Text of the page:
We had some light snow this morning but not enough to be noteworthy. The weather is cooler and while we had a warm, sunny day yesterday, the layer of ice over most of the gardens continues to exist and be dangerous. Big John and Larry continued processing lights inside while Alan headed out in to the gardens to bring in more elements from the Holiday Light Show (HLS). The HLS is coming in nicely organized and both John and Larry are on top of keeping the process flowing well. Dr. Gredler was in for painting and Gene did some staining on a new potting bench. Dave, Vern and Jim continued their carpentry projects and Dick H. repaired some electrical issues with our truck and trailer; both of which will go mobile Thursday to head up too Madison for WPT Garden Expo set-up. We’re looking forward to our involvement at this well attended event at the Alliant Center Exhibition Hall. See www.wigardenexpo.com/ for more details on this event. We’re selling advance tickets for this event at our Cottage Garden Gallery. Janice worked on myriad projects including research on some 2016 collections. Kay was in to process handouts for the Garden Expo as well. We also saw Karen M., Carrie A., Rollie, Karen B. and many others today.
I continue to be a huge fan of the ‘Sun King’ golden Japanese spikenard (Aralia cordata) that is seen prominently in this blog. We planted our first specimen back in 2011 and it continues to thrive in a shady location. We have the green form (“straight species”) in a couple of other locations and it gets enormous! I’ve seen it 8′ tall. This species is native to Japan, Korea and east central and southern China. This golden selection was found by plant hunter, Barry Yinger and continues to show hardiness well in to zone 3. The ultimate size of ‘Sun King’ is still in question but I’ve now seen it over 3′ tall and think it will get bigger. With some dappled sunlight, the compound leaves will continue to be bright gold over the summer. The most vivid coloration is in early spring and in fall. In deep shade, the plant looks chartreuse which is still showy. Specimens in full sun may get a bit “washed out” with whitish leaves and are prone to leaf burn without adequate water. The last couple of photos below show ‘Sun King’ in lots of light where it still thrives. The reddish stems are nice and the racemes of tiny white flowers in late summer are showy and attract bees. Younger specimens wont flower for a couple of years. The flowers later become small dark maroon berries (see below). This plant is also considered deer resistant which has been the case at RBG as well. Oddly enough, the young stems and root shoots are edible (hence the other name of “mountain asparagus”) and have a long history of consumption in Asia. Research proper preparation though as it is not insignificant prior to consumption if desired! The photo at the top was taken at the Morton Arboretum (Lisle, IL) and the photos below have some captions that help describe when (and where) the photos were taken. I love this plant for adding bold “illumination” in the partly shaded garden. Seek out the ‘Sun King’!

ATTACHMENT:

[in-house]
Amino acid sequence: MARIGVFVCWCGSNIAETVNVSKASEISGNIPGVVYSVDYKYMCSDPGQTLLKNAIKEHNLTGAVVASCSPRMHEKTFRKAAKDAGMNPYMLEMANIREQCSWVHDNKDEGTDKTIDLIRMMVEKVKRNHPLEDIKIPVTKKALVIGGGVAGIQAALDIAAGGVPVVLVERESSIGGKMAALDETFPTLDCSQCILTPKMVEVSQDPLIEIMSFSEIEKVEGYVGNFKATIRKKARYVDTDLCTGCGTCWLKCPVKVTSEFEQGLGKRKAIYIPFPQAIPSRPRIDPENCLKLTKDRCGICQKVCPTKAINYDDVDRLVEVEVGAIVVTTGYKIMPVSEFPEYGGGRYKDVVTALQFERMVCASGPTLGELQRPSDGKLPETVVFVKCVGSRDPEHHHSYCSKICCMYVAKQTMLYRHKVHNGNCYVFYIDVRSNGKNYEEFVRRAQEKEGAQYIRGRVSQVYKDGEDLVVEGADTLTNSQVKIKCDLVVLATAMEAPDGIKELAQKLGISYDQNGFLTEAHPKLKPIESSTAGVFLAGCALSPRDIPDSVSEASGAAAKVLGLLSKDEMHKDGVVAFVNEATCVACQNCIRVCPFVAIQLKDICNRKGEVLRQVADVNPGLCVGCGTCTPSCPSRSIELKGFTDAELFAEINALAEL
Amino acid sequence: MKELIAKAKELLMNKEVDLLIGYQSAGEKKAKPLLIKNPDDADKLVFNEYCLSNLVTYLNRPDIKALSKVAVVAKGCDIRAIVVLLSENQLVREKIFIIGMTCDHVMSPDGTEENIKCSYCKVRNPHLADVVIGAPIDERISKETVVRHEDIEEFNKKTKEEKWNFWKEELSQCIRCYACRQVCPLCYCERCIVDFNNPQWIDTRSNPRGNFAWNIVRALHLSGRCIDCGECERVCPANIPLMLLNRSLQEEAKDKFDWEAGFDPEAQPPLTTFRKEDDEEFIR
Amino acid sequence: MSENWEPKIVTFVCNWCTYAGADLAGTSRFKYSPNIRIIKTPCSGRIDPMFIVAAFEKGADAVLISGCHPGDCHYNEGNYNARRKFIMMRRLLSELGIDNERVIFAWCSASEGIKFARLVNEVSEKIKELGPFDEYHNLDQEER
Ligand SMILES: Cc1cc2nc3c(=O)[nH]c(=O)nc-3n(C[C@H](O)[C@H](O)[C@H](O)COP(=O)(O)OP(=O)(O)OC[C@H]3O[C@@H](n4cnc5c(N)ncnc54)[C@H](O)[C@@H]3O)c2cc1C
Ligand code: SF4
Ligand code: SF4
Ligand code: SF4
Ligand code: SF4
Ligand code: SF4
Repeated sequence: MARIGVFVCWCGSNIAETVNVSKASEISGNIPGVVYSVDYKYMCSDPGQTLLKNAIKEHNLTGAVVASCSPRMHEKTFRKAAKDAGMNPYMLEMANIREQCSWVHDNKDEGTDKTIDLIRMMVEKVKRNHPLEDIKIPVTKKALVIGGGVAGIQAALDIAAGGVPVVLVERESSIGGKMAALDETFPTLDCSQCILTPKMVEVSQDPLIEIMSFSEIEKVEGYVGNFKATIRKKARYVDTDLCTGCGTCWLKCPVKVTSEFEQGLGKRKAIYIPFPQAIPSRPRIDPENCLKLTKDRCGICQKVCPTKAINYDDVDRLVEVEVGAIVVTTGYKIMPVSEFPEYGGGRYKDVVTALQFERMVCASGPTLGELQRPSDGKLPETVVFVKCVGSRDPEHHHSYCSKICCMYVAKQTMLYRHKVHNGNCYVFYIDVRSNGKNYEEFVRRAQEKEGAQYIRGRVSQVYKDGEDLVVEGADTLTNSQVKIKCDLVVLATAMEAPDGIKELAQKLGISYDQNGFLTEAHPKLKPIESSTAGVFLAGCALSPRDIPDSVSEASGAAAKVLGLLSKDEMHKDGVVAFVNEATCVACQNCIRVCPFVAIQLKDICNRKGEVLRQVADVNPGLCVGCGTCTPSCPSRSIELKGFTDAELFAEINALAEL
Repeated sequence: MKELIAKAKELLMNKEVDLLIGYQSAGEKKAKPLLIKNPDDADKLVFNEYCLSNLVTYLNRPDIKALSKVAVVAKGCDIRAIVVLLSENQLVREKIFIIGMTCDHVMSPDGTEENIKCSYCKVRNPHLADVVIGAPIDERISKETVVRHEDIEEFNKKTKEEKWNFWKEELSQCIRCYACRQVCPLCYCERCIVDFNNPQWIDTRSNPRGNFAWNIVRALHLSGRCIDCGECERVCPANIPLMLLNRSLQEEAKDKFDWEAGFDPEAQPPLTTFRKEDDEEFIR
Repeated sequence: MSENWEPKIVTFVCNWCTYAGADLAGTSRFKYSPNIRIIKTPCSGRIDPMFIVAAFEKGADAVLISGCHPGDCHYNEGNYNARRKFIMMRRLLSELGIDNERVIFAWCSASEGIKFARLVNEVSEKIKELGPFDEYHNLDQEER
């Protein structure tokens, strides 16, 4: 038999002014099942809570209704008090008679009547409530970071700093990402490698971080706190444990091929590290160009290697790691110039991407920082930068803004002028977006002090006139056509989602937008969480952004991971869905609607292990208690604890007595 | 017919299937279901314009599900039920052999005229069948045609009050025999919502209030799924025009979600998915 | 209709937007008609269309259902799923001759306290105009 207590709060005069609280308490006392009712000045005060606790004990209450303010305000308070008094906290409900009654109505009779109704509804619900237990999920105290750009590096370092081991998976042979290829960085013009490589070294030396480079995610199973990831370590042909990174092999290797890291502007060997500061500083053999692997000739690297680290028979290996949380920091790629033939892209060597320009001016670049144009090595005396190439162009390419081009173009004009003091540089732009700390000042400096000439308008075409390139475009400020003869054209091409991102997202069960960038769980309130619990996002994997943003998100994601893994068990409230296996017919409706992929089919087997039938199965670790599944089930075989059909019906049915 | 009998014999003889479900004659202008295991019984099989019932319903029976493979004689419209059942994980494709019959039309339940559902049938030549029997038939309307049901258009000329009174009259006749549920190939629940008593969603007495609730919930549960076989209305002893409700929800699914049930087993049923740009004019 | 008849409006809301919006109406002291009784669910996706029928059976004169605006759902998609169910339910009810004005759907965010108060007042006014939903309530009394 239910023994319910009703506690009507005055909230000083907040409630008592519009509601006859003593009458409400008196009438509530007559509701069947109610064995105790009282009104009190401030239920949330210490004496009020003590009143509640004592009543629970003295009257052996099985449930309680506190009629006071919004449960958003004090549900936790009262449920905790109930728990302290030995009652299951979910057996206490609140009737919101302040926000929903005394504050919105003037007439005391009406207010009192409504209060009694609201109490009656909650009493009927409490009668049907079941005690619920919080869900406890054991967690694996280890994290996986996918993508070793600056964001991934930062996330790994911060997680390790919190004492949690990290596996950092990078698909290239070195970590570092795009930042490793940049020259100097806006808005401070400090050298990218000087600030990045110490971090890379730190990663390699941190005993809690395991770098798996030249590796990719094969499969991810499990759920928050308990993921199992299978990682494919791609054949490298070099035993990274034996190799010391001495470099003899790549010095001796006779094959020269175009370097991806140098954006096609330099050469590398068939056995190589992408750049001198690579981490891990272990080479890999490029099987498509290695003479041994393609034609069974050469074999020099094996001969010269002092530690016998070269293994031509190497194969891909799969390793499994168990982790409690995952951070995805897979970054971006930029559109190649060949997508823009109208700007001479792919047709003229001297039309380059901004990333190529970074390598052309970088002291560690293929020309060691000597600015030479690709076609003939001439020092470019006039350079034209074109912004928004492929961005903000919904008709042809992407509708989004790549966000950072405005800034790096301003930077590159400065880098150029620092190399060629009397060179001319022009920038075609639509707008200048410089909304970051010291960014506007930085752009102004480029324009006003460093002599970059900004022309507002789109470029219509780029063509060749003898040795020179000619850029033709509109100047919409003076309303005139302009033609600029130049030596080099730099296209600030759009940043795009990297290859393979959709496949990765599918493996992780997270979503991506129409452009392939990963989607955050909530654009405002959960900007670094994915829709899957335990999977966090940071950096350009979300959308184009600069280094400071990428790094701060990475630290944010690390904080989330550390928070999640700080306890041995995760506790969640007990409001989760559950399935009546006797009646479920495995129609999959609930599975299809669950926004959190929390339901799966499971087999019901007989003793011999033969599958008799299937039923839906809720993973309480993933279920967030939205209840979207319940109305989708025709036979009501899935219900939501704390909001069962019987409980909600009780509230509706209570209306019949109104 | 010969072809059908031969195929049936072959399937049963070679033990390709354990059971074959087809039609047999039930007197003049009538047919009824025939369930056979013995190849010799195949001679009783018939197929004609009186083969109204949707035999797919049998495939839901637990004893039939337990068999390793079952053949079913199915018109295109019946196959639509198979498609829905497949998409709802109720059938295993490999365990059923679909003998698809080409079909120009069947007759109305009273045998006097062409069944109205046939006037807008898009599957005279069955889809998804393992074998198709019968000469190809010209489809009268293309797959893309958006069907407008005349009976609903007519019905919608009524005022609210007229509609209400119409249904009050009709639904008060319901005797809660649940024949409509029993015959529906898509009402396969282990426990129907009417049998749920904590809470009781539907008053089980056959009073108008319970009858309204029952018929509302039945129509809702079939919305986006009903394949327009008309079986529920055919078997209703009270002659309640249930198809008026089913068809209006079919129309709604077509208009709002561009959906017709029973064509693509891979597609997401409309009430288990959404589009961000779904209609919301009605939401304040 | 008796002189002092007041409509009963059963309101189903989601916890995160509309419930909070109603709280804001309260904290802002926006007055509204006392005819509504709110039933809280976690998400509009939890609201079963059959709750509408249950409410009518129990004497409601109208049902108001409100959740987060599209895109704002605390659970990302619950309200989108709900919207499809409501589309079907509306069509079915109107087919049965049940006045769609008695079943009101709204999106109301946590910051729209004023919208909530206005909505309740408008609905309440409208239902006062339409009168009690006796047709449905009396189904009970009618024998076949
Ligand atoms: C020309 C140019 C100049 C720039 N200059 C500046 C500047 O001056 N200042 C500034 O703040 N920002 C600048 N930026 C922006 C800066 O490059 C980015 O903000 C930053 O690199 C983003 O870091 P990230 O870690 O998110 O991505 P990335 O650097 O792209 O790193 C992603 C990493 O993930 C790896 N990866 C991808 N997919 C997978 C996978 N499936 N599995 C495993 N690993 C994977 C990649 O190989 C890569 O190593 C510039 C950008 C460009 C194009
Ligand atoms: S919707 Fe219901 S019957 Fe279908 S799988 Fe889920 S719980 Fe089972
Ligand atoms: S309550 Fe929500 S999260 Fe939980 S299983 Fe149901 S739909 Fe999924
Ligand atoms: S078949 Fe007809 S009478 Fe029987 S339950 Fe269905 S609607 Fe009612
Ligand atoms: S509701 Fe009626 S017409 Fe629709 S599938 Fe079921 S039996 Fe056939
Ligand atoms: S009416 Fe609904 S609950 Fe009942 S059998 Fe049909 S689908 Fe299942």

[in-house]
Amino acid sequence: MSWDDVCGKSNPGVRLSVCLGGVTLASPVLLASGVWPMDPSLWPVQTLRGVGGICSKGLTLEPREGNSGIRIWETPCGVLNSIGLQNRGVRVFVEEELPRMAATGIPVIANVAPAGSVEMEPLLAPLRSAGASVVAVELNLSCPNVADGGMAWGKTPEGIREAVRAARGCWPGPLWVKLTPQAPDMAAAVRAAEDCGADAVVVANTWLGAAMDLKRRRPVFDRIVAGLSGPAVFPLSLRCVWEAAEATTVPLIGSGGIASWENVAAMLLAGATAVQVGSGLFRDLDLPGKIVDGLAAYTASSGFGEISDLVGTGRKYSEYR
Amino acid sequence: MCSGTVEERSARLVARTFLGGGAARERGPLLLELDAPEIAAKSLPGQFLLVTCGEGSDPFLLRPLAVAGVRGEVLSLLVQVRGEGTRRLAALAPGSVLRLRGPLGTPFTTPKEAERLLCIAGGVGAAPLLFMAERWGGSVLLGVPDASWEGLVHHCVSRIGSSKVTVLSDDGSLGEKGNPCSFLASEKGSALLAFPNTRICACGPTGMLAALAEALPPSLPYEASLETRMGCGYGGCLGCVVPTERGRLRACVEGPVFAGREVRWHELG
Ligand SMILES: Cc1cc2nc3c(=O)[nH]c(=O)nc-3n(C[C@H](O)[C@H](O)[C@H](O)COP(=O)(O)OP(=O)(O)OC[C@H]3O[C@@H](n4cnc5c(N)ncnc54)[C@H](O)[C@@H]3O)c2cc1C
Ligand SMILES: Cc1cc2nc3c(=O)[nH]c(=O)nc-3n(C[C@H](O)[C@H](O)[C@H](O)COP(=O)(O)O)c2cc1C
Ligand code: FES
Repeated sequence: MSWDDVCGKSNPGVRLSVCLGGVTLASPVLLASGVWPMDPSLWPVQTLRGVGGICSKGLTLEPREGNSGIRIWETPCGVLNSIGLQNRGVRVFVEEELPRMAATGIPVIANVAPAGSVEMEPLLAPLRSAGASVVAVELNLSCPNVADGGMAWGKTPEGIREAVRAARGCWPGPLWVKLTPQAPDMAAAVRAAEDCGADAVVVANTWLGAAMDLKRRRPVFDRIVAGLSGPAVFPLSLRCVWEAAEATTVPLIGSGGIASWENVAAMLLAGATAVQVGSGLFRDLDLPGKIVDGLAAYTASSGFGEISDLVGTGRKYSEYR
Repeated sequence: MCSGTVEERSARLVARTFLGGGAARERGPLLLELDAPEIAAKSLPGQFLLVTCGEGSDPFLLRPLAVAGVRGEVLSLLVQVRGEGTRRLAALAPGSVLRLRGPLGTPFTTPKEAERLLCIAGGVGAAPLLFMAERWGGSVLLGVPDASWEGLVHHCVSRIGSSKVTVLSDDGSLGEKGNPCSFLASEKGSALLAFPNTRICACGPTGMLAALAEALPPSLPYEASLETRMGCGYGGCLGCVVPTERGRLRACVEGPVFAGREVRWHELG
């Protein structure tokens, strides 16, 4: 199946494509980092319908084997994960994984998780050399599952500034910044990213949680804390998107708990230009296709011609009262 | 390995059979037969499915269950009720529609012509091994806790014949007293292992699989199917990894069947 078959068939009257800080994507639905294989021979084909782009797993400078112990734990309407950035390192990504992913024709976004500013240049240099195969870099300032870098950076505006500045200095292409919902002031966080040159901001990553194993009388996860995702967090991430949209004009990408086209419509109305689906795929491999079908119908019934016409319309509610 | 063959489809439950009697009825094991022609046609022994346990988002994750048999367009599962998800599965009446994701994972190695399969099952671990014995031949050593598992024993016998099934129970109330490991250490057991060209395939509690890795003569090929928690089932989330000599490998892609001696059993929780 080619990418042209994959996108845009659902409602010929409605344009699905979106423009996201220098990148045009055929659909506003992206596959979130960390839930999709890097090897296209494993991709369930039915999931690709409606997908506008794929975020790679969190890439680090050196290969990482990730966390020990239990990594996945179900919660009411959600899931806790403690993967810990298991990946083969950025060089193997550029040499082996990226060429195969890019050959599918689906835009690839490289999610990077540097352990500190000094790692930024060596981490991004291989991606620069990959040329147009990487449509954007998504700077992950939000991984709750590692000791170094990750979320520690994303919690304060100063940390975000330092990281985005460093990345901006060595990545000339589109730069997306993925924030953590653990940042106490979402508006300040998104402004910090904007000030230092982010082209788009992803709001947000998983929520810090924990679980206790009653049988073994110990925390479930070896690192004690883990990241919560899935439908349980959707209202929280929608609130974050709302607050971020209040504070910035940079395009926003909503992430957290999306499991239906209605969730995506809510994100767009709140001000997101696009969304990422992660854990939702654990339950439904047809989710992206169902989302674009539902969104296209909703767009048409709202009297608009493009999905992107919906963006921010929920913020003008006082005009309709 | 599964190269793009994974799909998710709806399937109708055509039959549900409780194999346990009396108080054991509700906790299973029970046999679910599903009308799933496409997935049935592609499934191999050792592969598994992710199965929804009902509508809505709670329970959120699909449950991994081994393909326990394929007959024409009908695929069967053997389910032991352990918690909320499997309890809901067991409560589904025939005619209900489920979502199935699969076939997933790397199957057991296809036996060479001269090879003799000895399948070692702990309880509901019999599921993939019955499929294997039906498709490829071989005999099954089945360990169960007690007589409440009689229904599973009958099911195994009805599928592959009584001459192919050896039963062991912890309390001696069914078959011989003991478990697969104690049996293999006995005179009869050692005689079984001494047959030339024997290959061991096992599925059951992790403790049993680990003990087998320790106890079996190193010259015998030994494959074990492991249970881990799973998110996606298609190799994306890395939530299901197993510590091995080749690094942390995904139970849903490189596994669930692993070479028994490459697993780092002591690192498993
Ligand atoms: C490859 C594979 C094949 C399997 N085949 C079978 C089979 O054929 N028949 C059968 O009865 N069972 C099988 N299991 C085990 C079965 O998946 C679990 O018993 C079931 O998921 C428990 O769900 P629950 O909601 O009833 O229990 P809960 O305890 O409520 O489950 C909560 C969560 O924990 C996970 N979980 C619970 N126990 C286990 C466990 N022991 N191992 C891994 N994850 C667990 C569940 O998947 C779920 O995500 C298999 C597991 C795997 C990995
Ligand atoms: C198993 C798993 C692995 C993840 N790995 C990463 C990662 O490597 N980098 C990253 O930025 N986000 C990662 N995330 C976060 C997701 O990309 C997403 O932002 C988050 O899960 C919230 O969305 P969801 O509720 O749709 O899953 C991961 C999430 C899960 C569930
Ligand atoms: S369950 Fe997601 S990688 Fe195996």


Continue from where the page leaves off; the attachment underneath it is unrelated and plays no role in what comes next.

spring growth of Aralia cordata ‘Sun King’ is extremely vivid! (above and two below) – note the red stems
‘Sun King’ is still a nice chartreuse in shade (above)
above is ‘Sun King’ in bloom with the future berries seen below on the green form (Aralia cordata)
our four year old specimen of ‘Sun King’ is already 3′ x 3′ and I hope it will get bigger! (above and below)
Aralia cordata ‘Sun King’ at Walters Gardens (Zeeland, MI) already 3′ tall and 5′ wide (above) in quite a bit of sun
mostly sun location at Michigan State University where ‘Sun King’ is still looking good (above and below)
Mark Dwyer, Director of Horticulture, Rotary Botanical Gardens
I am the Director of Horticulture at Rotary Gardens (Janesville, WI). Along with a talented grounds staff and dedicated volunteers, I enjoy being involved with this wonderful botanical resource. My educational background is in landscape architecture and urban forestry but it didn't take long to become a plant enthusiast and find a lifelong career.